Book Review: “The Marriage Portrait” by Maggie O’Farrell

62237869A 16-year-old duchess, who lived a sheltered life, died in a remote villa after only being married to her husband, Alfonso Duke of Ferrera, for a mere year. Many suspect that she died of a fever, but there are rumors that her husband had her poisoned. Not much is known about Lucrezia de Medici, Duchess of Ferrara, except her marriage portrait and a brief mention of her in Robert Browning’s poem, “My Last Duchess.” Did she die of a fever, or was there a more sinister plot behind her demise? The mystery around her life and unexpected death have not been discussed much until now in Maggie O’Farrell’s latest novel, “The Marriage Portrait.”

The last book I read by Maggie O’Farrell, “Hamnet,” was such an emotional ride for me, so when I heard that she would dive back into the 16th century with her latest novel, I was excited. I will admit that I had never heard the story of Lucrezia de Medici, so I was curious to see how O’Farrell would tell her tale.

We begin in the villa with Alfonso and Lucrezia, where Lucrezia feels uneasy and fearful for her life, but to understand why we must go back in time. We then jump to the past and Lucrezia’s childhood as the daughter of Cosimo I de Medici, Grand Duke of Tuscany, and his wife Eleanor of Toledo. Lucrezia’s youth should be filled with balls and glamor, but she is different than her siblings and is treated as almost an outcast in her own family. Her only solace is her maid Sofia, who acts more like her mother, and her love of the arts.

As a daughter of nobility, Lucrezia knows that she will have to marry a noble one day, but it comes sooner than expected when her eldest sister dies, and she is betrothed to Alfonso, Duke of Ferrara. Her marriage to Alfonso begins smoothly; Alfonso is loving and caring, allowing Lucrezia to pursue her passions and have the freedom she desires. He even allows for a portrait painted in her honor to show the world how regal his bride is and how much he loves her. However, as time passes, Alfonso’s more erratic side shows its ugly head, and Lucrezia sees how dangerous her husband can be to those who displease him.

I will admit that it took me a while to get used to how this particular book was structured, as O’Farrell jumps from the present to the past in every other chapter and presents Lucrezia’s story in a very artistic way. I am unsure if Lucrezia was an outcast in her family, but I believe she could have been an artist and viewed the world differently than her family. As for Lucrezia’s relationship with her husband Alfonso, I think it is plausible that he had a more erratic side to him, especially when it came to those who displeased him. Still, I am not sure that he was responsible for her death.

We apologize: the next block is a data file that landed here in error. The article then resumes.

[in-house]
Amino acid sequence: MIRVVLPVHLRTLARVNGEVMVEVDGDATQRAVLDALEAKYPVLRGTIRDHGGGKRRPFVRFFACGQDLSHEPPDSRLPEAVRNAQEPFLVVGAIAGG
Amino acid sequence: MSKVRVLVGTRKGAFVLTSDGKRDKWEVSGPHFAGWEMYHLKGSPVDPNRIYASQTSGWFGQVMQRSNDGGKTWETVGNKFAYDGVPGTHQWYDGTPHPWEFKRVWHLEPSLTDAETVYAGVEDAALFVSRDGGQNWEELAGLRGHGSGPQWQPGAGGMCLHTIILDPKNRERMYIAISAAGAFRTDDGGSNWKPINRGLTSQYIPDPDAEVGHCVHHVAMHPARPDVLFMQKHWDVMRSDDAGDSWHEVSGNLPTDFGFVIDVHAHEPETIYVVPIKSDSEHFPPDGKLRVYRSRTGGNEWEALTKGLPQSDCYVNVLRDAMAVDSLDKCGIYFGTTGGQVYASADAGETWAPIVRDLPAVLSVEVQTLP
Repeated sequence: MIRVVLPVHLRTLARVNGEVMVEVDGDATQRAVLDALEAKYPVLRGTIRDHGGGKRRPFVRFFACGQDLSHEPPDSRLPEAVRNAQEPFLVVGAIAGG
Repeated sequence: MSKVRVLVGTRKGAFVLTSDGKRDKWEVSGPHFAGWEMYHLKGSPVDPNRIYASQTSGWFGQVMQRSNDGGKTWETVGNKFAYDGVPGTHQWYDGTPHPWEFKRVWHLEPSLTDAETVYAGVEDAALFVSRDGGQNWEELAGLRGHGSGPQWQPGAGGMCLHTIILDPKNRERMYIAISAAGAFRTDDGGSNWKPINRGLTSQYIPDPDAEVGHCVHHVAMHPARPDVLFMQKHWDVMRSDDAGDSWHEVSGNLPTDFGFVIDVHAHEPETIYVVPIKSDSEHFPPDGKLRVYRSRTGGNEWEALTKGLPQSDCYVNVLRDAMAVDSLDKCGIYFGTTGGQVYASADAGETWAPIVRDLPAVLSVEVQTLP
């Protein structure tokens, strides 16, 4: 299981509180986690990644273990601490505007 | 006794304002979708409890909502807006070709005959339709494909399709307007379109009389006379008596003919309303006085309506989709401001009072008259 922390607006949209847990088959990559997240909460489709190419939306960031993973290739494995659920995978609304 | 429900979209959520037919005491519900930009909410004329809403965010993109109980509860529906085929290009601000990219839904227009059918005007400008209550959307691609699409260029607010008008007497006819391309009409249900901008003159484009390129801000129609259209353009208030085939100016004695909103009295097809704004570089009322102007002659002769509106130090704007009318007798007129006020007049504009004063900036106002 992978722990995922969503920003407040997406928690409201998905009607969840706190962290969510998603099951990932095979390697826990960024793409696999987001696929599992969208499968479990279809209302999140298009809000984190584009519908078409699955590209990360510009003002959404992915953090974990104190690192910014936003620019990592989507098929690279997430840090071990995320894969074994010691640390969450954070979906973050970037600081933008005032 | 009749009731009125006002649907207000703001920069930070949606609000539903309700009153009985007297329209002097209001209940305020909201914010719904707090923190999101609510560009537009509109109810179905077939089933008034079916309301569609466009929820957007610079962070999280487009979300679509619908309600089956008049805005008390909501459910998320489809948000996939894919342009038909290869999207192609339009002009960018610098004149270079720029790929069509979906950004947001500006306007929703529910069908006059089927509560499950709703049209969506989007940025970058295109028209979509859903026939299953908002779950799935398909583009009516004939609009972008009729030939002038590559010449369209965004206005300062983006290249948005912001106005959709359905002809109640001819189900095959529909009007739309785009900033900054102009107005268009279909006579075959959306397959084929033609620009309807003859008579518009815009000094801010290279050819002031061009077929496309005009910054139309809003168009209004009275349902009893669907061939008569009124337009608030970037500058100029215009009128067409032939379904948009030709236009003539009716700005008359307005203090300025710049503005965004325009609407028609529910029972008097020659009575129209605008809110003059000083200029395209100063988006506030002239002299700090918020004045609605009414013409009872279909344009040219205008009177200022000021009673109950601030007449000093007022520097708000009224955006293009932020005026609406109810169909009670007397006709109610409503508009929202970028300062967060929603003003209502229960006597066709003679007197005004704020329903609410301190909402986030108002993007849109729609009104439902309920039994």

This novel was thought-provoking and engaging with an unlikely protagonist in Lucrezia de Medici. Even though you know she will die at the end, you will root for Lucrezia and hope that she can find even the slightest thread of happiness in her short life. I found this an utterly gripping novel, and I hope O’Farrell will write more stories set in 16th-century Italy. If you want a thrilling book about a young noblewoman living during the Italian Renaissance, “The Marriage Portrait” by Maggie O’Farrell should be at the top of your to-be-read list.

Book Review: “Hamnet” by Maggie O’Farrell

43890641._SY475_The Black Death has ravished England and Europe for centuries. Although the plague in the 16th century was not as devastating as in previous centuries, it still was a horrific disease that killed thousands. For example, in Warwickshire, England, a family understood how unforgiving death could be and how it can tear down even the strongest of familial bonds. The family of the playwright William Shakespeare must navigate the sudden loss of their beloved son while they keep their family together. “Hamnet” by Maggie O’Farrell is the story of the death of one child and how his death affected so many people.

When it comes to this book, it was one of those titles that I had heard so many good things about it, but I waited for a while until I bought it for myself. I wanted to understand why it was such a beloved novel.

It should be noted that O’Farrell does write in the present tense, which is somewhat unusual for a historical fiction novel. Since I do not read many books written in the present tense, it took me a few pages to feel comfortable with the narrative. We witness Hamnet rushing all over town to find his family as his twin sister Edith lays sick in bed, fearing that she is ill with the plague. We then switch to a different scene where we see the mother named Agnes, who is deemed eccentric and unusual, fall in love with a penniless Latin tutor who is the son of a glover. These two storylines seem separate, but when you realize how they connect, it shows how strong the love between Agnes and her husband was and how she fiercely loved her children.

In the end, it was not Judith who died but Hamnet. His death shifts the entire tone of this book, and we see the whole family grieve in different ways. Grief is painful for everyone, but Agnes’s grief is debilitating. Often, O’Farrell would have a scene in this novel or a line to make me want to cry. Hamnet’s death and the aftermath have been one of the most emotional rollercoasters I have read all year.

This novel was spectacular in the way it was written. Although the present tense did throw me for a loop at first, the story and its emotional weight were nothing short of impressive. It may have been about the Shakespeare family during the late Tudor dynasty, but it can translate to any family dealing with a pandemic, past or present. It is a novel that transcends time that anyone who loves historical fiction will devour. If you want an elegantly written book with a poignant storyline, “Hamnet” by Maggie O’Farrell should be on your to-be-read pile.